The Swissmedic laboratory (OMCL) has detected levels of contamination with NDMA that exceed the internationally tolerated safety limit for medicinal products in certain metformin preparations. The laboratory tests will continue until Swissmedic is certain that all Swiss metformin products are of flawless quality.
Isolated traces of the nitrosamine NDMA have been detected in individual diabetes preparations with the active substance metformin – investigations are ongoing worldwide.
Because nitrosamines are considered to be potentially carcinogenic, there is no place for them in medicinal products. In 2018, unacceptable quantities of the nitrosamine NDMA (N-nitrosodimethylamine) were discovered in certain blood pressure-lowering medicines, and the affected batches were taken off the market. Since then, regulatory authorities across the globe have jointly been investigating possible causes.
Depending on the manufacturing process involved, contamination with nitrosamines can occur not only in sartans, but also in other active pharmaceutical ingredients (API) and drug products – in autumn 2019, all preparations containing the active substance ranitidine had to be taken off the market because they contained traces of NDMA.
Like the national regulatory authority HSA in Singapore, the Swissmedic laboratory (OMCL) has detected levels of contamination with NDMA that exceed the internationally tolerated safety limit for medicinal products in certain metformin preparations.
The active substance metformin is used in the treatment of type 2 diabetes to lower blood sugar levels and improve sugar metabolism by the body. Because diabetes preparations containing this active ingredient are widely used for treating type 2 diabetes, the extent and causes of the discovered cases of contamination will be carefully investigated in order to identify affected batches and take them off the market.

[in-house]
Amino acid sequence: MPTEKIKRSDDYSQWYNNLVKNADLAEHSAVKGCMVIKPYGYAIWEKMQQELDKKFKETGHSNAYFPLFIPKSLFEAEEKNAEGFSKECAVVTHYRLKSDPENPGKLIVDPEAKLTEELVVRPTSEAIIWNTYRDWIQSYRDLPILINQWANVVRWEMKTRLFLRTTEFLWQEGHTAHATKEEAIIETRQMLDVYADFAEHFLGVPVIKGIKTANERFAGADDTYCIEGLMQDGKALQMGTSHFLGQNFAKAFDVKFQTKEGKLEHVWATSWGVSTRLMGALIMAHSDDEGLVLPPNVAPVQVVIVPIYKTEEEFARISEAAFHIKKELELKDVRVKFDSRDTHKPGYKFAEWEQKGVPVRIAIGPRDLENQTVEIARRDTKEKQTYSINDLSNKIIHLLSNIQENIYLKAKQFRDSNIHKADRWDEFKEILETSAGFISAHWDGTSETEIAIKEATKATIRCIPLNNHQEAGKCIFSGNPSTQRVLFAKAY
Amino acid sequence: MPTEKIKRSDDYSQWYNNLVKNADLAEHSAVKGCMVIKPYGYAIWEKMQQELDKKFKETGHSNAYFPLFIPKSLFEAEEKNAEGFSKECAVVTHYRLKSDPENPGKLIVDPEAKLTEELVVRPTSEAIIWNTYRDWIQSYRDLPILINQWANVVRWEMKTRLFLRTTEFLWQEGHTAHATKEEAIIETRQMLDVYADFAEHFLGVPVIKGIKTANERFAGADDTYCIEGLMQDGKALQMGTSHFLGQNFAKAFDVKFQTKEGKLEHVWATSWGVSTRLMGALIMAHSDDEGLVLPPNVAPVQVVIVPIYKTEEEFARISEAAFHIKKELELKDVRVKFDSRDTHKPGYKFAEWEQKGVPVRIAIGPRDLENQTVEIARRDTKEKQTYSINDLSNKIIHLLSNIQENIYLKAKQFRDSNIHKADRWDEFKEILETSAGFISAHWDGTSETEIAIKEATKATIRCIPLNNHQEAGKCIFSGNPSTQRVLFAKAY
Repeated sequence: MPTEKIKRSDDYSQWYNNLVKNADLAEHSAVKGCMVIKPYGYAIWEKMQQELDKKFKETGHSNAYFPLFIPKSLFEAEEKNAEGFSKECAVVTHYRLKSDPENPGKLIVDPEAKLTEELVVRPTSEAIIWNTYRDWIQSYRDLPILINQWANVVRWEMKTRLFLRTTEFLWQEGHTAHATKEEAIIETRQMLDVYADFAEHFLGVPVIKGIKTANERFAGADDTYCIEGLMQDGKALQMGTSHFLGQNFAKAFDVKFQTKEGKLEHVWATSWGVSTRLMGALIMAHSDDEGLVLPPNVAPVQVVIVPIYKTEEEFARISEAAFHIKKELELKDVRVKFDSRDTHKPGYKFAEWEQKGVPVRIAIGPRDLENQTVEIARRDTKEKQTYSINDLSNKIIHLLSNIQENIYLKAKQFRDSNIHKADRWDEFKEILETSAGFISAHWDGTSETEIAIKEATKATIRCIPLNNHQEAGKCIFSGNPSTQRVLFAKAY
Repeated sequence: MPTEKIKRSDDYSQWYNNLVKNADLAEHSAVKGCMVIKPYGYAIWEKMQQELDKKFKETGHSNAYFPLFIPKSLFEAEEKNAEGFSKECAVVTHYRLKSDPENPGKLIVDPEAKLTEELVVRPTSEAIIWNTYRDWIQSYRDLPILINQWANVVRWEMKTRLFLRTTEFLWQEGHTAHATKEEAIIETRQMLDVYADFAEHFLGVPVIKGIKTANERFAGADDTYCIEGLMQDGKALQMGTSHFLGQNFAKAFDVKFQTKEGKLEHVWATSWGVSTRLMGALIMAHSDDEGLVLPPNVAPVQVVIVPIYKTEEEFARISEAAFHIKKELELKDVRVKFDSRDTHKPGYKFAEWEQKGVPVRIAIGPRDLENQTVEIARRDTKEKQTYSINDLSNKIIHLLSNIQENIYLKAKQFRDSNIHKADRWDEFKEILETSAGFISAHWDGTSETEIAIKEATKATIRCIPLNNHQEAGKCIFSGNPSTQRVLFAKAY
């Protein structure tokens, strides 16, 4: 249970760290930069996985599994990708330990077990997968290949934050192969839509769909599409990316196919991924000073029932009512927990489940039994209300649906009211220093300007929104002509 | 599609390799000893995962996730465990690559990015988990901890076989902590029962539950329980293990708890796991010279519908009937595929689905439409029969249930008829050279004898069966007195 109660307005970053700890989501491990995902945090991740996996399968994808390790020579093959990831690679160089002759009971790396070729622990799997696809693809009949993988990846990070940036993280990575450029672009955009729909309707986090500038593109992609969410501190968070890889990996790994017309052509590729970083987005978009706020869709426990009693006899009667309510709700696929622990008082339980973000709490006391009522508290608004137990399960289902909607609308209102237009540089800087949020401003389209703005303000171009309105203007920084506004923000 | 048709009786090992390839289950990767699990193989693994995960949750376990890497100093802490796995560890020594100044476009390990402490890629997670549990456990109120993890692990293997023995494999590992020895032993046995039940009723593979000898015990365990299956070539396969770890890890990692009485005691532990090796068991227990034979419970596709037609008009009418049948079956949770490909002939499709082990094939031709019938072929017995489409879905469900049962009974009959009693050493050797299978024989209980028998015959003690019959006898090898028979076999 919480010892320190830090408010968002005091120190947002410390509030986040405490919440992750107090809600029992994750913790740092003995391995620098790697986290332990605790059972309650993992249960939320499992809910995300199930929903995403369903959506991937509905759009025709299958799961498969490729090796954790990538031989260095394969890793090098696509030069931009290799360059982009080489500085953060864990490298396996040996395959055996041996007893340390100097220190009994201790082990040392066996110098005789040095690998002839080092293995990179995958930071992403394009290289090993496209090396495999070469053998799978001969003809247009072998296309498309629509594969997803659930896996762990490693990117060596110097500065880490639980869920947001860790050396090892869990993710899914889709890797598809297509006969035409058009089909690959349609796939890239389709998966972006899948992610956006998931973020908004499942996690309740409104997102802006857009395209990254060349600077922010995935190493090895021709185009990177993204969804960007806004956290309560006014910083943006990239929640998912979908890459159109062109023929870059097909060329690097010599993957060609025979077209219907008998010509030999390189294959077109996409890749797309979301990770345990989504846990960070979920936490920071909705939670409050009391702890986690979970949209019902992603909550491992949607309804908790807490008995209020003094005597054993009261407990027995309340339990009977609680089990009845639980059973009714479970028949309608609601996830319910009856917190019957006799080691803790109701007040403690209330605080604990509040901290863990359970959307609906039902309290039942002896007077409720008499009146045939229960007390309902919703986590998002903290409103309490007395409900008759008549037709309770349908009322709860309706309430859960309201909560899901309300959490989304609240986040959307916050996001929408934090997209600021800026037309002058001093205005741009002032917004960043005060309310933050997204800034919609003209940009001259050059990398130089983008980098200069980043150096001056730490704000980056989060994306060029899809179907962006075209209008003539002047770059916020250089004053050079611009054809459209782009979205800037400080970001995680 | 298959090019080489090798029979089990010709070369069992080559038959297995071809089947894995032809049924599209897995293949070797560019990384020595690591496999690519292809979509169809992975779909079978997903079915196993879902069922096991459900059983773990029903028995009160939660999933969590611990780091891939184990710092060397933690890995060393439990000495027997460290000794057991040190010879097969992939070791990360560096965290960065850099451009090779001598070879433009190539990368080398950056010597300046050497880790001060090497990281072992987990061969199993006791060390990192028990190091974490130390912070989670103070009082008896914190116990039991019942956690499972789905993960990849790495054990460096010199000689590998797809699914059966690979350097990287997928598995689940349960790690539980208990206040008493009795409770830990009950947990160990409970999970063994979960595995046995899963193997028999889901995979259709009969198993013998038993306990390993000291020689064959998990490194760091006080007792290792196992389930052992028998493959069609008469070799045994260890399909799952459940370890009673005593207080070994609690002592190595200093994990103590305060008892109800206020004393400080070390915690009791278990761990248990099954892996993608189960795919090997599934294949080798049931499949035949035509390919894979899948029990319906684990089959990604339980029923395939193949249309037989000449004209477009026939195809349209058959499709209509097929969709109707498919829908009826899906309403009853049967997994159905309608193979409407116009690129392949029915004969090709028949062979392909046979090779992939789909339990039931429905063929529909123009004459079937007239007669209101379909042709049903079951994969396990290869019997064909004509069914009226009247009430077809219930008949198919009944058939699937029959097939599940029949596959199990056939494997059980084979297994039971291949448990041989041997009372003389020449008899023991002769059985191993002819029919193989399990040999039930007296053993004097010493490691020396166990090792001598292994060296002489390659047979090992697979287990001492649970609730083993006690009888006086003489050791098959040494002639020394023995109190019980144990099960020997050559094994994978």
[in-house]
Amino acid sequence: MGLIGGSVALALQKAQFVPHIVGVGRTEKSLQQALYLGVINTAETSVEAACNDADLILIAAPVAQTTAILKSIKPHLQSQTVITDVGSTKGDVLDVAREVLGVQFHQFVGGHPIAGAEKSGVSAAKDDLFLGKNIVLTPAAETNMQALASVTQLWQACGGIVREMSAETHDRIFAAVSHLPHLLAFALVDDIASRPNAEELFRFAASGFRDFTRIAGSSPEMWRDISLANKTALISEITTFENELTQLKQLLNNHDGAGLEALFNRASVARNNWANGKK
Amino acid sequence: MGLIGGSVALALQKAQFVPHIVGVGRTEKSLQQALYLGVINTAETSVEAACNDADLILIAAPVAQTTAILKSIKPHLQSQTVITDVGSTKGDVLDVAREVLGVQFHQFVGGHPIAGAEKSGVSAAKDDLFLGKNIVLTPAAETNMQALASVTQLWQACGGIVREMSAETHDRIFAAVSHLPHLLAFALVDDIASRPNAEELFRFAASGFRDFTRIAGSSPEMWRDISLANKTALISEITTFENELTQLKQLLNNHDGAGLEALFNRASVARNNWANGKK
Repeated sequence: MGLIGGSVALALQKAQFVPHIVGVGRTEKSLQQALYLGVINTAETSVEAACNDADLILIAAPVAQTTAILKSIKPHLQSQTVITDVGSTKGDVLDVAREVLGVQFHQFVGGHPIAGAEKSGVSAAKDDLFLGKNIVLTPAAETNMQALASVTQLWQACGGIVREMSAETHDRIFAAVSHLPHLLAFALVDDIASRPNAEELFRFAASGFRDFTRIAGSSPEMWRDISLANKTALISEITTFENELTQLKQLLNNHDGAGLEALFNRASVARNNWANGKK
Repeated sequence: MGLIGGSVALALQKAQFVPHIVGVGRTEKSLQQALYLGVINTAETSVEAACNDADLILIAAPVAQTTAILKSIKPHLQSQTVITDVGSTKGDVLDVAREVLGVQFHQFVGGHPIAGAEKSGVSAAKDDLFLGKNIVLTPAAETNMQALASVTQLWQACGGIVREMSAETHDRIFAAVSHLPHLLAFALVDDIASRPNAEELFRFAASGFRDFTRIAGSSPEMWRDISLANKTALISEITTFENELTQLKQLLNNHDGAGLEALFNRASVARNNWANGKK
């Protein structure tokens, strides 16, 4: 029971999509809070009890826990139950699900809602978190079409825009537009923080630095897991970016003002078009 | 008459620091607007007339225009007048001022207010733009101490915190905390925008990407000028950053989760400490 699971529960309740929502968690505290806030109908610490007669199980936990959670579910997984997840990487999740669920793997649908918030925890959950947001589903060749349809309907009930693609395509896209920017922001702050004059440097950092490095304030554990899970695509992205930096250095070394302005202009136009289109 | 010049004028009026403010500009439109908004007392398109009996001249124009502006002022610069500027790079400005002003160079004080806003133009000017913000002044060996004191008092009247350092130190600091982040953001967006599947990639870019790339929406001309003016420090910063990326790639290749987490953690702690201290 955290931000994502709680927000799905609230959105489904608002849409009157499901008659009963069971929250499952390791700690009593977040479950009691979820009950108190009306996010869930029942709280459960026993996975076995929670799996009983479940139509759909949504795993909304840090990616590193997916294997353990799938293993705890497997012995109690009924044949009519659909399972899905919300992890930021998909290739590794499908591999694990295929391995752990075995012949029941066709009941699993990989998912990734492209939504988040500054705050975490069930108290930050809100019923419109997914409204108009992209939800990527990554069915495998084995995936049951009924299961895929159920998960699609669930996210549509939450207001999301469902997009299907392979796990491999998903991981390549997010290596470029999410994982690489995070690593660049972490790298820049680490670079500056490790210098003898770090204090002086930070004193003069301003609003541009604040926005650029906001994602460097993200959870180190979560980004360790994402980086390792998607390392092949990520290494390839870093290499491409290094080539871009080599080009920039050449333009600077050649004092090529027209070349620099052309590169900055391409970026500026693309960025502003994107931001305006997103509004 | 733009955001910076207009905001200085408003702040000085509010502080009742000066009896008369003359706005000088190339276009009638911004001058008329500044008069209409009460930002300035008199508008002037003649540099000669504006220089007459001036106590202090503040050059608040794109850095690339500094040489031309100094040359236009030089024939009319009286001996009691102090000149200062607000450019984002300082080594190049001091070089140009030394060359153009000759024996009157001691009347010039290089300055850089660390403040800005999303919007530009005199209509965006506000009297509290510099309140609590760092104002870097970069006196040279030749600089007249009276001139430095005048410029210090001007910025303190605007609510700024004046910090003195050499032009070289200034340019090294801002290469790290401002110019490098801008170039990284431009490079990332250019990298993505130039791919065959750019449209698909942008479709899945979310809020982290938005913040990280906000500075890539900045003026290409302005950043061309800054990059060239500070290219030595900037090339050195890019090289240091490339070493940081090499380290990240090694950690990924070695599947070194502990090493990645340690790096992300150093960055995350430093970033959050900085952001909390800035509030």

Important: Patients taking metformin medicines must not stop taking them on their own initiative. A sudden rise in the blood sugar level involves far greater health risks than possible traces of NDMA in the medicines concerned. The quantities of nitrosamine found are very low and do not pose any short-term health risk.
Nitrosamines occur in food products, cosmetics and everyday objects and can even be formed in the body itself. The discovered traces of NDMA are roughly equivalent to the quantities that can enter the body via food, the skin or the airways. But the precautionary principle applies, i.e. that the intake of these substances, which can cause cancer at high concentrations, should be avoided wherever possible.
Since the withdrawal of sartan-containing medicines from the market in summer and autumn 2018 due to nitrosamine contamination, the Swissmedic laboratory has extended its investigations to include other substances. In order to be able to detect cases of nitrosamine contamination with even greater sensitivity, the Swissmedic OMCL has been developing and publishing its own test methods.
Moreover, Swissmedic has asked all marketing authorisation holders of human medicinal products to evaluate possible risks of any contamination of their preparations with nitrosamines and take precautionary measures to keep these products free of nitrosamines as far as possible.
Metformin is used for the treatment of type 2 diabetes. Its active ingredient lowers blood sugar levels by reducing the body's own sugar production and restricting the absorption of sugar from the bowel into the blood stream.
Under no circumstances should patients taking the metformin preparations stop taking their medication on their own initiative. Those individuals affected should ask their doctor/pharmacist for advice.